Note: This article was updated 10/18/16.
As we know, Colin Kaepernick sat out for the Star Spangled Banner a couple of weeks ago. He stated he was protesting the U.S. oppression of Blacks in this country, especially White policemen shooting unarmed Black men.
Here some of RG’s thoughts:
This action obviously created much anger among many Americans. Perhaps these people had a similar reaction when they heard Michelle Obama state, after Barack was elected in 2008: “I was never proud of this country before now, but now I am.”
Many people thought: “All right, America has treated Blacks unfairly and there still exists White racism. But, having accepted these imperfections in American society, is there anything to be proud about the United States?
Like what about the 250,000 White Northerners who died to free the slaves in the Civil War? And how about the 500,000 Americans who died in WW II to defeat the racism of Hitler and Japan? What about saving South Korea from communism? And talking about communism, what about 75 year war of attrition against Russian and worldwide communism, which resulted in its ultimate defeat? And how about encouraging the establishment of democracies throughout Latin America and Africa?
Is there anything to be proud about the U.S. contributions to the world, like all the technological inventions that Blacks use on a daily basis? And what about the American foreign aid (like the Marshal Plan and aid to post war Japan)? How about the medical advances that benefit African Americans on a routine basis? And how about the near elimination of smallpox and malaria from Africa, as well as all the other medical help in Africa? (How much have African Americans helped Africa in the last 50 years?)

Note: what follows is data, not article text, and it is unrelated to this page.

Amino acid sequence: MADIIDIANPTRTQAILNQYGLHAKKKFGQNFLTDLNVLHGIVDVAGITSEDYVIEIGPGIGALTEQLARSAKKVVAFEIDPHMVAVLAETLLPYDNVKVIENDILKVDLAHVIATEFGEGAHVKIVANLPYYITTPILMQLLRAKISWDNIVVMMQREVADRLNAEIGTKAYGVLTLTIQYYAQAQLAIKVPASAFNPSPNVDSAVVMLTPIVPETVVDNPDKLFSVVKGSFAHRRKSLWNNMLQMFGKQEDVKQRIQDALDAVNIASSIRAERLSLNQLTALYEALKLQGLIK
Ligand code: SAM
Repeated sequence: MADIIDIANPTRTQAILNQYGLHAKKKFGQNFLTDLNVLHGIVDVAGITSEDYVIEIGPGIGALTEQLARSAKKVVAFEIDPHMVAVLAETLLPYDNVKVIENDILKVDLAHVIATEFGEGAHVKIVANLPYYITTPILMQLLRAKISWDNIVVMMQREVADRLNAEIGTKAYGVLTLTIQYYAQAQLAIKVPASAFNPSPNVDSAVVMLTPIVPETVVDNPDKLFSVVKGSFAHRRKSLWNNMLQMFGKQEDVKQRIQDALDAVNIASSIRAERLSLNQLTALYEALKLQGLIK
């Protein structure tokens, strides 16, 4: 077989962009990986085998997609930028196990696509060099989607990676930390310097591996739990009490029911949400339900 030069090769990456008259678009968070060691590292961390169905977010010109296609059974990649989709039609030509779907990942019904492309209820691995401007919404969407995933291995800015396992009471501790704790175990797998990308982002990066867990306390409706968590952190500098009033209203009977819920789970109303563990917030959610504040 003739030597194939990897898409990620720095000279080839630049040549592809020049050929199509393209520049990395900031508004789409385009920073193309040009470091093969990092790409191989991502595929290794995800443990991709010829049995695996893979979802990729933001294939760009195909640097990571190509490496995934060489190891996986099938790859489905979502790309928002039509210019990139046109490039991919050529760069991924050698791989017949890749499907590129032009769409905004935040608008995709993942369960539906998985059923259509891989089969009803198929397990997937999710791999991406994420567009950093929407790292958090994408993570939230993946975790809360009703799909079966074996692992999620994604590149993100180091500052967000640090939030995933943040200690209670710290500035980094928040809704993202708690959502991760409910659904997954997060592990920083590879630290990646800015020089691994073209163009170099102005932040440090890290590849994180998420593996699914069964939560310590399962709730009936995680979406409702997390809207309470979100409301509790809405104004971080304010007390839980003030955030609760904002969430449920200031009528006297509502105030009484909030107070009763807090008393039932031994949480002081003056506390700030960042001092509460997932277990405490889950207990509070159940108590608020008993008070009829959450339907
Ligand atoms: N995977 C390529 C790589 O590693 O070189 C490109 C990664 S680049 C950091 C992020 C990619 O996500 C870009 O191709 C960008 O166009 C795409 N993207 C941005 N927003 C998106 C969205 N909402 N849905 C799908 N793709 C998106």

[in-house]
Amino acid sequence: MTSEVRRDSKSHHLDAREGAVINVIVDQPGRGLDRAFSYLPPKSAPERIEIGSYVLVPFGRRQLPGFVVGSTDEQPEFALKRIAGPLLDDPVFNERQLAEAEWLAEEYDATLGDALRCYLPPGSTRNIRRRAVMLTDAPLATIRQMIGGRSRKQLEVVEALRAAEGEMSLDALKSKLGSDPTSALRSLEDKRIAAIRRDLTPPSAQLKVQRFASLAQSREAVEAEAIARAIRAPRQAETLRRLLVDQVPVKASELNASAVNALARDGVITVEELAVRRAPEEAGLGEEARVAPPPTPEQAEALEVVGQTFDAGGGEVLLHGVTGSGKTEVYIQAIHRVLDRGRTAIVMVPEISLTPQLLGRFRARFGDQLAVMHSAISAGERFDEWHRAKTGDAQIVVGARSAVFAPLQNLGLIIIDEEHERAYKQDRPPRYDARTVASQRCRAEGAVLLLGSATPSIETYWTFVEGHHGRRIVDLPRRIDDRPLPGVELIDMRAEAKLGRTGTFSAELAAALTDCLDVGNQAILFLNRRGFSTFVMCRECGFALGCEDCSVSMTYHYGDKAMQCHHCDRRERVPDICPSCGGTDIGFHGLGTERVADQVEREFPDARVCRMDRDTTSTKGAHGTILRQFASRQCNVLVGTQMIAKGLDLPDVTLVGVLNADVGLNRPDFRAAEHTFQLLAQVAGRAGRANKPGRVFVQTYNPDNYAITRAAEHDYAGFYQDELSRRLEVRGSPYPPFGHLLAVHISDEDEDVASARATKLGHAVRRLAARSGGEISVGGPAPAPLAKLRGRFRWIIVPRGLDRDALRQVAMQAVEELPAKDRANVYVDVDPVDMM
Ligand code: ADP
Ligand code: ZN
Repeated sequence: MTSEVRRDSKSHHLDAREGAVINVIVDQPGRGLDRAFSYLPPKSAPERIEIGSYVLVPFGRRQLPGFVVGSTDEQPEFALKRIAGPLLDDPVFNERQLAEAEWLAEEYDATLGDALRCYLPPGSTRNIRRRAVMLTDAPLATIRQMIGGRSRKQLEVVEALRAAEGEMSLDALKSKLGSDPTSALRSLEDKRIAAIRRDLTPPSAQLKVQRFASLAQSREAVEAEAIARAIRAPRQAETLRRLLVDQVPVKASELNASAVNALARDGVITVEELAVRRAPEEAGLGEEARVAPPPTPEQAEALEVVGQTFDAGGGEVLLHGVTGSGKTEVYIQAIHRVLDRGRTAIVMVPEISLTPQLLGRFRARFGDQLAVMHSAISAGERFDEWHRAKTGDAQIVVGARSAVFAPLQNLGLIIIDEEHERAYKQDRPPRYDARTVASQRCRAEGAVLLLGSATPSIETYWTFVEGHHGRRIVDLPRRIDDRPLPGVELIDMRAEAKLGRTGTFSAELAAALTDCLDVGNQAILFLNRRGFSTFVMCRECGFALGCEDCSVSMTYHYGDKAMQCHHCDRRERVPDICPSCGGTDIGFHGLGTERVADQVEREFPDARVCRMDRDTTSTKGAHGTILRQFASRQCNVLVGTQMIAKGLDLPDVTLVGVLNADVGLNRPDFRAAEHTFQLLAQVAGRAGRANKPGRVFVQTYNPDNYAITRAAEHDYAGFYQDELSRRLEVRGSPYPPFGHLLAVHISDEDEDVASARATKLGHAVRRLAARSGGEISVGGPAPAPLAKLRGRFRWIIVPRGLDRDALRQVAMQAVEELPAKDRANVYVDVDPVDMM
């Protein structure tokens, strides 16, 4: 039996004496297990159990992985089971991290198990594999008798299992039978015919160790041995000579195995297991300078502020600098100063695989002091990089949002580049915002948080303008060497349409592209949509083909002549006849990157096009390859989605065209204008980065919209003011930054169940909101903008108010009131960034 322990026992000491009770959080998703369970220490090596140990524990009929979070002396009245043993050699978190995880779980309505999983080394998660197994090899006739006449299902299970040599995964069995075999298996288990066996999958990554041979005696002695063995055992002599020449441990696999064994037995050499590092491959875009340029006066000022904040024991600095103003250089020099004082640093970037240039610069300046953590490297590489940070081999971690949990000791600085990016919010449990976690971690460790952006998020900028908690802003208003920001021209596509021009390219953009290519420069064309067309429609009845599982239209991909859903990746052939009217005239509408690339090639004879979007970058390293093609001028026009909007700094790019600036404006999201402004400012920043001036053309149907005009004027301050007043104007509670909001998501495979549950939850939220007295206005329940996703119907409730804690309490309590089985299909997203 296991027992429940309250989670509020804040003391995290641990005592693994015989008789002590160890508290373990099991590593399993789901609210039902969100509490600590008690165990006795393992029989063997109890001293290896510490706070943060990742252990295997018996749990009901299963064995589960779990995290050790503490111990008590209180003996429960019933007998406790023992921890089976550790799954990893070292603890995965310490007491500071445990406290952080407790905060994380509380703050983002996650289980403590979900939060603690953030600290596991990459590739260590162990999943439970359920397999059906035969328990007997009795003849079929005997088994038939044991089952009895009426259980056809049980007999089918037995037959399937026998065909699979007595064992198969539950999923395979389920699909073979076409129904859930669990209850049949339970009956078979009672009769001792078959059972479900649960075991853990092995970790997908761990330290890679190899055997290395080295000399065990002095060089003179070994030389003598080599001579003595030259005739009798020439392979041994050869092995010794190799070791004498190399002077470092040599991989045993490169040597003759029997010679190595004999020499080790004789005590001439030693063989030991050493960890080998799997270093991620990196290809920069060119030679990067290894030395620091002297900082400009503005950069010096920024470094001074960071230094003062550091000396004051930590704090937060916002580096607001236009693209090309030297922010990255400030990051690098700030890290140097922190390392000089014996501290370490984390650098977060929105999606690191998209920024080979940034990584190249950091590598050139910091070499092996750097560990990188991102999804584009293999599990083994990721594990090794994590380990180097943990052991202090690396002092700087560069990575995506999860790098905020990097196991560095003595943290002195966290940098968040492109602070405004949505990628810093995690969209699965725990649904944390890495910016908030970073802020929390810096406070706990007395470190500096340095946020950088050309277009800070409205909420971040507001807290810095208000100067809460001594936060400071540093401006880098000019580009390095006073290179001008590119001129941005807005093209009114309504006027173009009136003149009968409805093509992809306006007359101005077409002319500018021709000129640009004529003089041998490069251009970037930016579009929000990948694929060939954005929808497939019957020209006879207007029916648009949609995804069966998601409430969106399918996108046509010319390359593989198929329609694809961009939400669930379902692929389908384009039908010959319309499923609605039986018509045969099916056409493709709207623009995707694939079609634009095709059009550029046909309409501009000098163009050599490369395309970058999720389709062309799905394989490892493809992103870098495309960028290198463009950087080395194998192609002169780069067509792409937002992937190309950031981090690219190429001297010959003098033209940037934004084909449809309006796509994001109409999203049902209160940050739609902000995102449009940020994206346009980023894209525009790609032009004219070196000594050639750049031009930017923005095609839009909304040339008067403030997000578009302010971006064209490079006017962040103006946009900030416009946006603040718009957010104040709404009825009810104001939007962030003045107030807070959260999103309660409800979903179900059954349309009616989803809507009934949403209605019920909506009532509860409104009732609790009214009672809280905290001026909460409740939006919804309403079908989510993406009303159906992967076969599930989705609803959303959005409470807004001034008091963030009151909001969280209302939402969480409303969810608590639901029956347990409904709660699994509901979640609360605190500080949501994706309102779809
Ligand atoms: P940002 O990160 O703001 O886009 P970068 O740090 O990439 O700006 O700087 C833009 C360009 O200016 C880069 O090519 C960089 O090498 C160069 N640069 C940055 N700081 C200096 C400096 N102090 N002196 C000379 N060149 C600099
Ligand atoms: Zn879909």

Nothing to be proud about? Which country has contributed more to world civilization in the last 100 years?
How about the trillions of dollars of cash, goods, and services that have been transferred from White to Black in the last 50 years? What about all the White farmers who grow nearly 100% of all the food African Americans eat, much of it free food. What about “diversity” quotas since the 60’s civil rights movement — quotas where more competitive Whites sacrificed positions to people of color to achieve more racial diversity?
For example, Michelle and Barack went to top U.S. universities (Princeton and Columbia, which are among the top in the world), probably benefiting in diversity quotas and free tuition. Then both of them went to law school at arguably the best university in the world, Harvard – again possibly with the help of diversity quotas. Couldn’t White American be given a little credit?
Let’s look at Kaepernick. His main argument is that the country is oppressing Blacks. It’s funny, the “Occupy Wall Street” movement argues that the top 1% of the society are the villains who are oppressing the whole country. And who is one of the top 1%? None other than Colin Kaepernick! With his $100 million football contact he is in not only in the top 1%, but in the top one tenth of 1% of the “oppressors.” Who’s oppressing who? Has Kaepernick ever advocated taxing his income more and giving it to poorer people?